Okay, now that you've entered another level of abdominal training, performing the following exercises with proper pelvic position is all you need for killer abs. Chances are, you've already done some or all of these exercises, but you just haven't bothered to focus on pelvic position. So, if you get out of position (if you lose the "tilt"), you've defeated the entire purpose of the exercise. And I can't stress enough that you should have the previous set of exercises mastered first - you are now entering advanced training! Now let's get to it.
Medicine Ball Tosses - First of all, you obviously need a medicine ball, and not all gyms carry them. No worries though, you can find them at most sporting goods stores. An 8-12 lb. ball is ideal, and you'll also need a partner. Now, suck in that abdomen and perform the tilt so your back is in a nice, neutral position. You don't want to round out your back so you're almost bent over, so keep a straight alignment. Then, using the power of your abs (not your arms!), rotate your trunk forcefully and throw the ball to your partner. You should also throw it so your partner has to reach to the side and catch it at the same time, rotating his/her body with the catch. This will challenge the abs in an eccentric (negative) fashion. And now it's your turn to catch it the same way. Try three sets of ten tosses each.

The Chop
- You will utilize pulleys for this awesome maneuver. First make sure you place a pulley attachment above the level of your head, and stand so one side (let's start with the right side) of your body is facing the weight stack. Now, reach your left arm across your body and your face (like you're sniffing your arm pit) and grab the attachment. Also grab it with your right hand. Of course you now need to suck in your gut and perform the tilt, and then use your trunk rotators to turn your entire upper body and torso left (don't use your arms). Crunch hard with those obliques! Perform three sets of 15 reps for each side.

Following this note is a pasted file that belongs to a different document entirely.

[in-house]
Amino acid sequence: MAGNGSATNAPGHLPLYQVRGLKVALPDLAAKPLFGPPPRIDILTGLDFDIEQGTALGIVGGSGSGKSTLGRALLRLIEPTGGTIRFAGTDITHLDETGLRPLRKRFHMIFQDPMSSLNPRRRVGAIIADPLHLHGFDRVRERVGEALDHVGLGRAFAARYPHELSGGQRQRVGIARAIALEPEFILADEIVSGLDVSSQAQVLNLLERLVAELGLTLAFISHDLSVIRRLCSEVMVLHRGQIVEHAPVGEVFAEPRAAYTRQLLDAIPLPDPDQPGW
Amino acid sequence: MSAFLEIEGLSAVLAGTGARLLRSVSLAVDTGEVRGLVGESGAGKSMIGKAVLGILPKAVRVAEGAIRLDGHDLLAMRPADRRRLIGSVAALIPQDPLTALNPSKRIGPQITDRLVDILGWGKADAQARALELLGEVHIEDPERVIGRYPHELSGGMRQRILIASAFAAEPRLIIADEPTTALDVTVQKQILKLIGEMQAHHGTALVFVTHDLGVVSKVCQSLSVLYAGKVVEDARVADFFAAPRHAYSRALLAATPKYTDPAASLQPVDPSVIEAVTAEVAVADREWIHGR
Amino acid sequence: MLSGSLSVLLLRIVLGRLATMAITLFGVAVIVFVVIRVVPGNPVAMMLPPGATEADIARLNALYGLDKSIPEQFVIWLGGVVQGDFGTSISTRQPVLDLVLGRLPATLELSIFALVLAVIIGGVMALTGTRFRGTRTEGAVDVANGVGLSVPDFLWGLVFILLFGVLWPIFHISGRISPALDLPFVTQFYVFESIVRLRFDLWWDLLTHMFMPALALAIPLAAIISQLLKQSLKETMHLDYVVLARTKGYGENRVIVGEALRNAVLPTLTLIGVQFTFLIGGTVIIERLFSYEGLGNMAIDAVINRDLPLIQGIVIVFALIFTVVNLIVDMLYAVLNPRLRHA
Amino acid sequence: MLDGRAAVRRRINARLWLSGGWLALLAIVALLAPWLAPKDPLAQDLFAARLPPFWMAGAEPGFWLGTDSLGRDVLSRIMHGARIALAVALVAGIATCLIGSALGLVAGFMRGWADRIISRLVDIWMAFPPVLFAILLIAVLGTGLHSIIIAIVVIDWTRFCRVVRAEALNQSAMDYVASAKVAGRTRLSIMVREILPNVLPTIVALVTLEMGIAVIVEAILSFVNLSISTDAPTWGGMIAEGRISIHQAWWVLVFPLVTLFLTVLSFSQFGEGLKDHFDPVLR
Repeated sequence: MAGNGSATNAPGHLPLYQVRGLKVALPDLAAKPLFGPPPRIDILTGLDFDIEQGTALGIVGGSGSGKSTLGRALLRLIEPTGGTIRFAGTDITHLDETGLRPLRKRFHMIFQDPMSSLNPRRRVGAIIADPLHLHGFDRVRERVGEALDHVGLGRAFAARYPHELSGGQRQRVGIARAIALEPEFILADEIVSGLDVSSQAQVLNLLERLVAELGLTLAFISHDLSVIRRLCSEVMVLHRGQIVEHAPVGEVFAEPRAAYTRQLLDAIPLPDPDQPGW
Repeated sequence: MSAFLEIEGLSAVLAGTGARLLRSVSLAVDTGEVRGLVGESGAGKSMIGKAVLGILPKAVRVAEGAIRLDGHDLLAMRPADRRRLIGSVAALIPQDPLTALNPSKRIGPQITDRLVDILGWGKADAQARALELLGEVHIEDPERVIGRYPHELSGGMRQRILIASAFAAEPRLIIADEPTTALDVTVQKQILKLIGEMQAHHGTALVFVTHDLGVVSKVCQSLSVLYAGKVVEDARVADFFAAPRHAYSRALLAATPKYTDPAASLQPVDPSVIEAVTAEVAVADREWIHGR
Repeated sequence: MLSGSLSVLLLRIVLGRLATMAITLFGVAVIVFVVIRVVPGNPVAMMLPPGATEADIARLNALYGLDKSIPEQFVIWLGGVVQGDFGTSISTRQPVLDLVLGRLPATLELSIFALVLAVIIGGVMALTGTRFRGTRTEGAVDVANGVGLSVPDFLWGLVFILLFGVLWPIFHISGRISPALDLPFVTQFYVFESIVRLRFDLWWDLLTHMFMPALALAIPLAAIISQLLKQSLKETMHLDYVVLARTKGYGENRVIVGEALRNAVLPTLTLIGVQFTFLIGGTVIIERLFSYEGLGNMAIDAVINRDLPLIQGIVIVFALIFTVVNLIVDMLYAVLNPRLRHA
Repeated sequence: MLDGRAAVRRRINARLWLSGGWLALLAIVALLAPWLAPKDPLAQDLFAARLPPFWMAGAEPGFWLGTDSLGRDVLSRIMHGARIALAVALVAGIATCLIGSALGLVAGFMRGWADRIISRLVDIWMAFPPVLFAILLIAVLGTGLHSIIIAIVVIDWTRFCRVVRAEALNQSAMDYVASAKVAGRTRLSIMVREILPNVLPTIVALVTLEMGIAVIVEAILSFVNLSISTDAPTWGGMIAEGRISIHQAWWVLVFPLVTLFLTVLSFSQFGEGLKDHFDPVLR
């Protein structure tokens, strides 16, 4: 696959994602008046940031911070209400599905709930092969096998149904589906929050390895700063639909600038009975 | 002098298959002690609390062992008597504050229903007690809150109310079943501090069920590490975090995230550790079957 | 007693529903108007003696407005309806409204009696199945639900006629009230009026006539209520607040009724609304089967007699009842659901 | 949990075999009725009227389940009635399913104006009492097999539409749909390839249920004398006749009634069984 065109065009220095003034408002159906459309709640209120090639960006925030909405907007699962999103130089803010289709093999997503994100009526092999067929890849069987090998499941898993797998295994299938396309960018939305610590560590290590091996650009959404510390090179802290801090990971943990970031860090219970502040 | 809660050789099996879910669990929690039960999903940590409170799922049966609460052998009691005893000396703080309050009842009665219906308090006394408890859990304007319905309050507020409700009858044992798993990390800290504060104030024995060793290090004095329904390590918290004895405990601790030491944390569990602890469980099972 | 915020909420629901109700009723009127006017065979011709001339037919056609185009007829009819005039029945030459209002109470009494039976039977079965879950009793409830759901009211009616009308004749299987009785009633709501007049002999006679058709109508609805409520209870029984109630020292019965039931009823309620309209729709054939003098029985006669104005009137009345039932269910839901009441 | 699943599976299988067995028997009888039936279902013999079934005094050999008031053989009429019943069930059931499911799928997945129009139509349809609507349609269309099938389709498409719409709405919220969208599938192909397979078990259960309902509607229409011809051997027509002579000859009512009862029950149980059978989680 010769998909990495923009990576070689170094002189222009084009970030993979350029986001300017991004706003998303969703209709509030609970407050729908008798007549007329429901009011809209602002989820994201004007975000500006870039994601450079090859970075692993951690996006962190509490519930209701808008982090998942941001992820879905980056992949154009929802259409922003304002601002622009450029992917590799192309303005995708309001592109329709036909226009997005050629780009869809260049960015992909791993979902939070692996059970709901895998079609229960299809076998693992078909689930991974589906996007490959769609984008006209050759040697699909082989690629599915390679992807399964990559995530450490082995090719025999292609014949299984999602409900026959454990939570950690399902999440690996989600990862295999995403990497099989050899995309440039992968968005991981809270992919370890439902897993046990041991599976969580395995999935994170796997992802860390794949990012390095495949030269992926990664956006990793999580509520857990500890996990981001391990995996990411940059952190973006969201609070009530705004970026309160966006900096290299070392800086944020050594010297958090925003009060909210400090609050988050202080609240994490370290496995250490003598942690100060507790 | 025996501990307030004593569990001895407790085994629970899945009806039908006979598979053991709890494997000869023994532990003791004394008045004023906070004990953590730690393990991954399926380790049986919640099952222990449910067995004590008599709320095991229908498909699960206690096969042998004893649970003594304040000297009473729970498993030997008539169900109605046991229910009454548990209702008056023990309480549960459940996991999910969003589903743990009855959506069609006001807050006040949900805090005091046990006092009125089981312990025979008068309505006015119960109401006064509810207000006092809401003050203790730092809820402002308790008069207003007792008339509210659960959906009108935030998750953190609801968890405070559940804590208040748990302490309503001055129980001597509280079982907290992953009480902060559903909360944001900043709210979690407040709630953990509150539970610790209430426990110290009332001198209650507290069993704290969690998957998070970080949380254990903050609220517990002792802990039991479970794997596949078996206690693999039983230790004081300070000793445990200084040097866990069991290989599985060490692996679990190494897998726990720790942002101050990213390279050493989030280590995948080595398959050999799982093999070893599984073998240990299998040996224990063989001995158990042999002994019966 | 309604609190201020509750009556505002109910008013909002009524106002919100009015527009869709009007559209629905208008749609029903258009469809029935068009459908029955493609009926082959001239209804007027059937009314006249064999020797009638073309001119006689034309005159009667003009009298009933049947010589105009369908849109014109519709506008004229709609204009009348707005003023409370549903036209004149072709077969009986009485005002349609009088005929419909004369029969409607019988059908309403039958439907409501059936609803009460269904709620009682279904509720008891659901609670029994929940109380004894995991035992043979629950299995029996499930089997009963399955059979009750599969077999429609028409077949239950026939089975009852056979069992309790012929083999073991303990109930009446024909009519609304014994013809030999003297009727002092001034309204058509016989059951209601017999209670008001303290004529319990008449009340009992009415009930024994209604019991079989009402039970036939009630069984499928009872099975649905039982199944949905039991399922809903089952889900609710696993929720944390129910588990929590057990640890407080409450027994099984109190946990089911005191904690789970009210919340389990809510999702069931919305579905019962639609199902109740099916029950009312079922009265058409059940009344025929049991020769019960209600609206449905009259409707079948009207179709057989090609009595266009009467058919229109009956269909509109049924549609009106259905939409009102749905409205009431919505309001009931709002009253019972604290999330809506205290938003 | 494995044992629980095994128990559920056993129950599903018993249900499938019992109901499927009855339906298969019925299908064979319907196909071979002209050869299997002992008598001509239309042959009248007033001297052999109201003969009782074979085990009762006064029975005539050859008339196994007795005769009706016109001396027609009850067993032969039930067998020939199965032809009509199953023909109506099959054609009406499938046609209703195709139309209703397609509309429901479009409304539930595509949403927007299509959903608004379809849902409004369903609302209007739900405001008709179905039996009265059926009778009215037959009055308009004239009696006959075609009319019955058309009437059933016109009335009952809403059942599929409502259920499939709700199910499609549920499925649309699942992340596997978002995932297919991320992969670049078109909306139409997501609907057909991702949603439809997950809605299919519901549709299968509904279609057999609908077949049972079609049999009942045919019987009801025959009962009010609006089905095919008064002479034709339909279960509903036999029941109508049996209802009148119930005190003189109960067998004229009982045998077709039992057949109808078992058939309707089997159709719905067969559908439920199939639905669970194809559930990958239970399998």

Shoulder Presses with Sidebend - These aren't just for your delts anymore. These can be done in the standing position using the pelvic tilt and drawing-in maneuver, but I also like doing them seated with a back support. Now, I don't actually use the support except to use it as a guide to maintain my back alignment. Basically I make sure my low back stays in light contact with the pad at all times. If you let your back arch and come away from the pad, your pelvis just rolled forward and took your abs with it, right out of the equation. The twist? Perform alternate raises (one arm at a time) while performing a sidebend. In other words, as you raise the dumbbell in your right hand, you perform an upper body sidebend to the left. Try three sets of 8-12 reps for each side.